Scott Allen joined OPN Architects in 2013 as an architect and project manager. Specializing in historical restoration, he has worked on notable projects including the Iowa State Capitol, Terrace Hill Iowa Governor’s Mansion, The World Food Prize, Spaulding Center for Transportation and Morrill Hall at Iowa State University. Prior to joining OPN, Scott was a Partner at RDG Planning & Design in Des Moines where he was the Restoration Focus Market Leader for the Restoration Studio. Scott is active in the historic preservation community serving as Chairman and historical architect for the City of Des Moines’ Urban Design Review Board; on the Landmark Review Board for Des Moines; and as a volunteer for the Historic Site Preservation Grant Program. Scott holds a Bachelor of Architecture degree from Iowa State University.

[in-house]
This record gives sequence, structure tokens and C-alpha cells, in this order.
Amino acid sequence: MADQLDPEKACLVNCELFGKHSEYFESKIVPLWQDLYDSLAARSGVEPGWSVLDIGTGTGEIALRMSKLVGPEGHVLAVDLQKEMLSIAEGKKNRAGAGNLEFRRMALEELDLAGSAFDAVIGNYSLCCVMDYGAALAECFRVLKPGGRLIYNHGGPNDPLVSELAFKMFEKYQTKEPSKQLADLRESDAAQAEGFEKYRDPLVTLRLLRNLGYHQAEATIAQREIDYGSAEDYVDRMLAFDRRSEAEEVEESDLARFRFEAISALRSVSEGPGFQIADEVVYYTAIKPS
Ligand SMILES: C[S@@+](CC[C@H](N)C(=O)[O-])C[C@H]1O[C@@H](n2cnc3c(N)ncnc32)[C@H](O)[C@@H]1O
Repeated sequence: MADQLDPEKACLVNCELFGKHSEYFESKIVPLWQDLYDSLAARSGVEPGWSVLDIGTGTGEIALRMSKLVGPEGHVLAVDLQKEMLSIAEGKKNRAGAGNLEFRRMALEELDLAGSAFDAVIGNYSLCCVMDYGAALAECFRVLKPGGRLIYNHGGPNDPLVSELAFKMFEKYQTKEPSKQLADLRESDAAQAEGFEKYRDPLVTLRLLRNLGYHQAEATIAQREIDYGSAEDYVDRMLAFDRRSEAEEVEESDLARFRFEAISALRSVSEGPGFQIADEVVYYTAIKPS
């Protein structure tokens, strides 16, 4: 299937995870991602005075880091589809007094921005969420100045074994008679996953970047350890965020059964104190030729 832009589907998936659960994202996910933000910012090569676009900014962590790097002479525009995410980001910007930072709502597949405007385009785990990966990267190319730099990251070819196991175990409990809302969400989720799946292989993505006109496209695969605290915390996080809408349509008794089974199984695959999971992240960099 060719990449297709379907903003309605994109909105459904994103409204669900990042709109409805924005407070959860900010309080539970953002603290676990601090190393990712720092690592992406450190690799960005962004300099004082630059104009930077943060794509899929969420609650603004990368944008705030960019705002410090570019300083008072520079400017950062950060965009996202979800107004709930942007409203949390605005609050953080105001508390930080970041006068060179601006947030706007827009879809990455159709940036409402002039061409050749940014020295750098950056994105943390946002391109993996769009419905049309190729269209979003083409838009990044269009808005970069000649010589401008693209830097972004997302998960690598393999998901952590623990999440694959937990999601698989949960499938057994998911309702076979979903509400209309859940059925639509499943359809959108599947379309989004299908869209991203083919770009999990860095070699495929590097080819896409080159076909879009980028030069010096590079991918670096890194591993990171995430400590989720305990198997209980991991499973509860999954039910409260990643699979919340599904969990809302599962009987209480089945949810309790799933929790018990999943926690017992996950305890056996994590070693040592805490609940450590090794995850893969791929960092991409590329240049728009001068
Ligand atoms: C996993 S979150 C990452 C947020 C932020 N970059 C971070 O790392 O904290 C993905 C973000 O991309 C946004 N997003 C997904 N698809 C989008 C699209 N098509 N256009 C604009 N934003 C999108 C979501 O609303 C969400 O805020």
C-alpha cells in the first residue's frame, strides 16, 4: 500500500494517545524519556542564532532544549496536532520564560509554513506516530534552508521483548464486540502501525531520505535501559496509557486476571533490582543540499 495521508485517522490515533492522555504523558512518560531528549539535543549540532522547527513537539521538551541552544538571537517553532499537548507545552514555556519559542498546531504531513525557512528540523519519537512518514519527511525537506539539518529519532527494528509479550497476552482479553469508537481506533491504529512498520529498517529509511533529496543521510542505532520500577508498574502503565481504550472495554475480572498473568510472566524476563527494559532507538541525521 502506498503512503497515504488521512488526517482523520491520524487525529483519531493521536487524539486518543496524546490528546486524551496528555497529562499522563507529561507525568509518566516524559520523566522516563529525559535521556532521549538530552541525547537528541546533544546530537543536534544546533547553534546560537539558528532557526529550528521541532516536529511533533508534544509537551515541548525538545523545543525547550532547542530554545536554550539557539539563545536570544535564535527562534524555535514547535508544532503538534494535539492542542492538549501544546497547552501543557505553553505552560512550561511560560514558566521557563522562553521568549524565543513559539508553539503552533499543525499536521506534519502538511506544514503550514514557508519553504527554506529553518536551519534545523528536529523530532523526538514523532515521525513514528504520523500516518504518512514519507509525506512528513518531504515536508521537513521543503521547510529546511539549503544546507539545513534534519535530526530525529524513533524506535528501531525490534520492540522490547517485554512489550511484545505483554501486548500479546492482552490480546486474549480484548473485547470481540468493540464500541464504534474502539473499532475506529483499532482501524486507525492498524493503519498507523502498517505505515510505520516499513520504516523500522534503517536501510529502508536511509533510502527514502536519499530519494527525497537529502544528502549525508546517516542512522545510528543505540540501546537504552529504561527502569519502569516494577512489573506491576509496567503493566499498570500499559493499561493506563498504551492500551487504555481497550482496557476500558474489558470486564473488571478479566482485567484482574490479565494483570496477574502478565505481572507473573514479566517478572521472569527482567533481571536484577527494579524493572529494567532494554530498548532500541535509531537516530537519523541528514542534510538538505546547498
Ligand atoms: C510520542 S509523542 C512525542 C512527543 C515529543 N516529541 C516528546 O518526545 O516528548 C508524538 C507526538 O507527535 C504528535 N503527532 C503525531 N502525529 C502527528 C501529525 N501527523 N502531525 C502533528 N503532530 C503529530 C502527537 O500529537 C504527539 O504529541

Sara André is an architectural historian with the Iowa State Historic Preservation Office. Ms. André has been working professionally in the preservation field since 1999. She has experience with survey work, National Register nomination review, preservation planning and regulatory review. An Iowa native, Ms. André, and her family, recently returned after 15 years in New Jersey, where she worked at the New Jersey Historic Preservation Office. Currently, she is reviewing applications to the Federal and state tax incentive programs. Ms. André is looking forward to rediscovering and reconnecting with the state of Iowa.